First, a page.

Just Bought Your First DSLR? Read What To Expect, Before You Go Anywhere


Here Are Some Excellent DSLR Photography Tips For Beginners – Well, Seeing As You Own One Now…

You've made the first big step.

Great news, and welcome to the club – though by reading Lightstalking, you were technically already in the club!

dslr photography tips for beginners
Image by Benjamin Combs

Anyway, so you’ve been using your point and shoot camera or your smartphone for a while now, but you feel it limits you in more than one way, and you decided to get a DSLR camera in order to be able to fully express yourself creatively without any limitations.

Theoretically that is the right choice to do, and theoretically, your expectations will be met.

In practice, however, it can be a completely different story – 

“A DSLR camera regardless of being entry level or not is a totally different game. The difference in quality is something you can’t compare.”

Further Learning

 What better course than an Introduction Into DSLR Photography? You'll learn the basic techniques you need to take control of your DSLR camera and become an accomplished photographer! Remember, enjoy the journey – we're all still traveling with you….

Sadly, Your New Camera Is Not Magic

If it was, that'd be pretty neat. However, buying a DSLR doesn’t mean your photography will instantly improve. In fact, it may go the opposite direction.

As with any drastic change, it gets a little worse before it gets better, and this applies to the transition from smartphone/point and shoot to DSLR as well. In fact, I may be slightly understating this too. There's a learning curve.

https://www.lightstalking.com/wp-content/uploads/2015/11/14491106272_bc23dcaef3_b.jpg Photo by Jörg Schubert

Most beginner photographers presume that the DSLR is a miraculous device that costs a bunch of money and magically produces perfect images by reading your mind. Now, I don't want to disappoint or bring you bad news, but this may not happen okay, not even on Full Auto.

Therefore, we've gotta equip you by ensuring you have realistic expectations and can fully enjoy the benefits your new piece of camera equipment is capable of producing.

We've got some great Q&As to help you out here.

The DSLR vs Smartphone/Point And Shoot Camera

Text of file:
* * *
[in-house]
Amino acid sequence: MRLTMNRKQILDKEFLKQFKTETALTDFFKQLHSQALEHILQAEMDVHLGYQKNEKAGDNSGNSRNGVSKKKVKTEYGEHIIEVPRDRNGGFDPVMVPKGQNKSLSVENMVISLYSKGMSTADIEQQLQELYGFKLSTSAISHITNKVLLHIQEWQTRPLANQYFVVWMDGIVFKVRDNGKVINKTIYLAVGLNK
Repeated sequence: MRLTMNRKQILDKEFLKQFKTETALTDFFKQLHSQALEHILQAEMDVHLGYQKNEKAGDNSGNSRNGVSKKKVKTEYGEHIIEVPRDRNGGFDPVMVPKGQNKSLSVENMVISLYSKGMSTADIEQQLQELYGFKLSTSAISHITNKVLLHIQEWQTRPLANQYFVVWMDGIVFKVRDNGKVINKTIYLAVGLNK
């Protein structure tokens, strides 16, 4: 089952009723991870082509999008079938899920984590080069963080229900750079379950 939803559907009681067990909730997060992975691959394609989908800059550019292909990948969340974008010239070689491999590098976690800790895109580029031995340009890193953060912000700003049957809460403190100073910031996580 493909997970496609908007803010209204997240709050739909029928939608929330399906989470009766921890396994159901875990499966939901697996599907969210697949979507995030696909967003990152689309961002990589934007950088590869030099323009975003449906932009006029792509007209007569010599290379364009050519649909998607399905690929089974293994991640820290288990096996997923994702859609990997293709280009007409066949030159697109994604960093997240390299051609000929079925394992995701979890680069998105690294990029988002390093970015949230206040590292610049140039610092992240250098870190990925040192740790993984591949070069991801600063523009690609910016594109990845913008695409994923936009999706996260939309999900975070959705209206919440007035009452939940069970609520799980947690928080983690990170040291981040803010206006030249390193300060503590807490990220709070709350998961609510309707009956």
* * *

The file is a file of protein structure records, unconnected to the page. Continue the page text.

First of all, DSLRs are more complex cameras than your smartphone – no surprises. This means that they have far better capabilities, but they come at the cost of complexity.

But, Megapixels Though!?

Even though smartphones with more than 15 megapixels nowadays are quite common, that doesn’t make them equal to a DSLR with 15 megapixels.

What's Wrong With My Smartphone 15MP Camera?

The sensor, that tiny photosensitive surface in the DSLR is much bigger than in the smartphone/point and shoot, and thus it provides for a much cleaner image (less noise), and a greater dynamic range.

The optics, even the cheapest kit lens is superior when compared to the smartphone optics, and that is not changing any time soon. So buying your first DSLR and lens is already an investment in your photography.

by Nikhil Masurkar, on Flickr

Having a bigger camera, lens, and sensor and therefore, having total control over each and every setting possible, will prove to be quite overwhelming in the beginning. This is especially true when the camera won’t attempt to fix your mistakes as the smartphone would.

Top Tip!

Do not go into panic mode. You don't need to learn everything at once! There are a few auto settings you can start off with like:

  • Auto ISO – Great article here explaining how you can make the best use of using the auto ISO function.
  • Auto White Balance – This guide will explain all you need to know about white balance and what your camera is selecting.

The Final Tip For Using Your DSLR…Reality Comes A Knockin'

  1. It will be harder to use, much harder. But you know what, that's OK. Your photography opportunities have just sky-rocketed, how cool is that?
  2. It will be bulkier to carry, it will weigh more and you won’t be able to fit it in your pocket. Pretty obvious stuff, but that's the trade off and you know what, you'll get used to it.